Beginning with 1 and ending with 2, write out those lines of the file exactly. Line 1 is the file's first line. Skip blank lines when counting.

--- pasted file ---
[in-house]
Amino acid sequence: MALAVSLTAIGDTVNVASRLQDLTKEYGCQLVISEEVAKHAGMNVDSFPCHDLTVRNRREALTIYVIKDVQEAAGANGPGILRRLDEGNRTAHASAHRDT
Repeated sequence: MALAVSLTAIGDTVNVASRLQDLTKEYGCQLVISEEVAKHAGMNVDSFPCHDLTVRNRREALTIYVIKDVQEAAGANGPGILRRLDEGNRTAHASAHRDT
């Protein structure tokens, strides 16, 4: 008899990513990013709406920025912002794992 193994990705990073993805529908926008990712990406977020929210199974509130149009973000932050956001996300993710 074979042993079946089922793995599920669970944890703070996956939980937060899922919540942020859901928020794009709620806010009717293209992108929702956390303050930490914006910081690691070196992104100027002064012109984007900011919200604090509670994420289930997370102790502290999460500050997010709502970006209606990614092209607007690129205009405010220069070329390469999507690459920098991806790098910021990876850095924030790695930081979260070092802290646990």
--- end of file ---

[in-house]
Amino acid sequence: MALAVSLTAIGDTVNVASRLQDLTKEYGCQLVISEEVAKHAGMNVDSFPCHDLTVRNRREALTIYVIKDVQEAAGANGPGILRRLDEGNRTAHASAHRDT